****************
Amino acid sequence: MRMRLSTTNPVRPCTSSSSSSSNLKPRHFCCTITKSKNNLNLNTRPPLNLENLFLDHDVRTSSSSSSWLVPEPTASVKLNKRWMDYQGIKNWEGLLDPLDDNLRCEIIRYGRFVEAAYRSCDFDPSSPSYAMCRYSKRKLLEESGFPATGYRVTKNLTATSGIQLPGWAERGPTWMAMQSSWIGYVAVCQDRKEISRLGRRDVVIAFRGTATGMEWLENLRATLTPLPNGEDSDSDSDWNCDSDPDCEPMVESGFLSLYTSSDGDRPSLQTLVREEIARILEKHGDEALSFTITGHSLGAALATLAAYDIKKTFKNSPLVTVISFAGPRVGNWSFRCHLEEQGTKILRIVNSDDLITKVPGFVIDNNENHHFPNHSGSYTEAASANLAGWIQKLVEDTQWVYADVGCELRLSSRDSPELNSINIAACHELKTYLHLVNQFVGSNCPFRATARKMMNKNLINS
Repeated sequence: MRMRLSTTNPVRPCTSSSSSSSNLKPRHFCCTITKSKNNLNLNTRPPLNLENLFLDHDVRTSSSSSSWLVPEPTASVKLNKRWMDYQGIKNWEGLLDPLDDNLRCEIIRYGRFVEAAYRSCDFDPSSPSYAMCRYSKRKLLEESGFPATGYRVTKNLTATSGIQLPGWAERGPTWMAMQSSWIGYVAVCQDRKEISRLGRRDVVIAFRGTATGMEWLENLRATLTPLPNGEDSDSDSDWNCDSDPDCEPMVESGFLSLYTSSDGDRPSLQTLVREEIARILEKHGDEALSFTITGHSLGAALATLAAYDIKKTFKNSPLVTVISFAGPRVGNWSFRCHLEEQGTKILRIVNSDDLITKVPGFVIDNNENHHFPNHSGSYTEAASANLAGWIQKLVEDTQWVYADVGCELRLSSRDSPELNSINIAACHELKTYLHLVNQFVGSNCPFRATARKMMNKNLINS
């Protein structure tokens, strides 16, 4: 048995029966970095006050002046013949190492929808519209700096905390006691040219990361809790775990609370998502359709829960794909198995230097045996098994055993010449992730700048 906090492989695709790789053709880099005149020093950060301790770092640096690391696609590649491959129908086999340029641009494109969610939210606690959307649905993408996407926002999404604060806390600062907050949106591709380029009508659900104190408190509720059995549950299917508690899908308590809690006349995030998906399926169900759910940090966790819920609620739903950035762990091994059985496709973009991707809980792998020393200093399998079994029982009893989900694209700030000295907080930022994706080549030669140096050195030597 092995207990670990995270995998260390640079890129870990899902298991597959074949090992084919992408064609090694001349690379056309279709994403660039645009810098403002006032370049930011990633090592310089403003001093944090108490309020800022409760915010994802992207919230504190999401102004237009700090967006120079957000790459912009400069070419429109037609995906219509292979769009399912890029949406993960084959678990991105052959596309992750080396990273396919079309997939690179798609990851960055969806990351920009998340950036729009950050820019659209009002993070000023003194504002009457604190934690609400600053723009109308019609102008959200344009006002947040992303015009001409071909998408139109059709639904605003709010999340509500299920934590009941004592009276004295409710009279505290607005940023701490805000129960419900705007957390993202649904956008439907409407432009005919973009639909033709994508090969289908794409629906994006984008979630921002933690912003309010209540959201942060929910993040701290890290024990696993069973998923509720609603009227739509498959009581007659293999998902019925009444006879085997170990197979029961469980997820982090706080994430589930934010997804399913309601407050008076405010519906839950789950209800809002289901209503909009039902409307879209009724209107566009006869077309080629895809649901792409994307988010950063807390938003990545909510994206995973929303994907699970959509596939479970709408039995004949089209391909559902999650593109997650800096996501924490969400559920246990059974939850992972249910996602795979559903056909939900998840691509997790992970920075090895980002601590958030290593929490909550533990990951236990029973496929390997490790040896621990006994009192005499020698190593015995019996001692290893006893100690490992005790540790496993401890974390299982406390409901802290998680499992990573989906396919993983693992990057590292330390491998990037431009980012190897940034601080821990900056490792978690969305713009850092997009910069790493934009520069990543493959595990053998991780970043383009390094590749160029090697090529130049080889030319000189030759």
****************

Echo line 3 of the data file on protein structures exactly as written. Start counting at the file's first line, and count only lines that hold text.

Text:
């Protein structure tokens, strides 16, 4: 048995029966970095006050002046013949190492929808519209700096905390006691040219990361809790775990609370998502359709829960794909198995230097045996098994055993010449992730700048 906090492989695709790789053709880099005149020093950060301790770092640096690391696609590649491959129908086999340029641009494109969610939210606690959307649905993408996407926002999404604060806390600062907050949106591709380029009508659900104190408190509720059995549950299917508690899908308590809690006349995030998906399926169900759910940090966790819920609620739903950035762990091994059985496709973009991707809980792998020393200093399998079994029982009893989900694209700030000295907080930022994706080549030669140096050195030597 092995207990670990995270995998260390640079890129870990899902298991597959074949090992084919992408064609090694001349690379056309279709994403660039645009810098403002006032370049930011990633090592310089403003001093944090108490309020800022409760915010994802992207919230504190999401102004237009700090967006120079957000790459912009400069070419429109037609995906219509292979769009399912890029949406993960084959678990991105052959596309992750080396990273396919079309997939690179798609990851960055969806990351920009998340950036729009950050820019659209009002993070000023003194504002009457604190934690609400600053723009109308019609102008959200344009006002947040992303015009001409071909998408139109059709639904605003709010999340509500299920934590009941004592009276004295409710009279505290607005940023701490805000129960419900705007957390993202649904956008439907409407432009005919973009639909033709994508090969289908794409629906994006984008979630921002933690912003309010209540959201942060929910993040701290890290024990696993069973998923509720609603009227739509498959009581007659293999998902019925009444006879085997170990197979029961469980997820982090706080994430589930934010997804399913309601407050008076405010519906839950789950209800809002289901209503909009039902409307879209009724209107566009006869077309080629895809649901792409994307988010950063807390938003990545909510994206995973929303994907699970959509596939479970709408039995004949089209391909559902999650593109997650800096996501924490969400559920246990059974939850992972249910996602795979559903056909939900998840691509997790992970920075090895980002601590958030290593929490909550533990990951236990029973496929390997490790040896621990006994009192005499020698190593015995019996001692290893006893100690490992005790540790496993401890974390299982406390409901802290998680499992990573989906396919993983693992990057590292330390491998990037431009980012190897940034601080821990900056490792978690969305713009850092997009910069790493934009520069990543493959595990053998991780970043383009390094590749160029090697090529130049080889030319000189030759």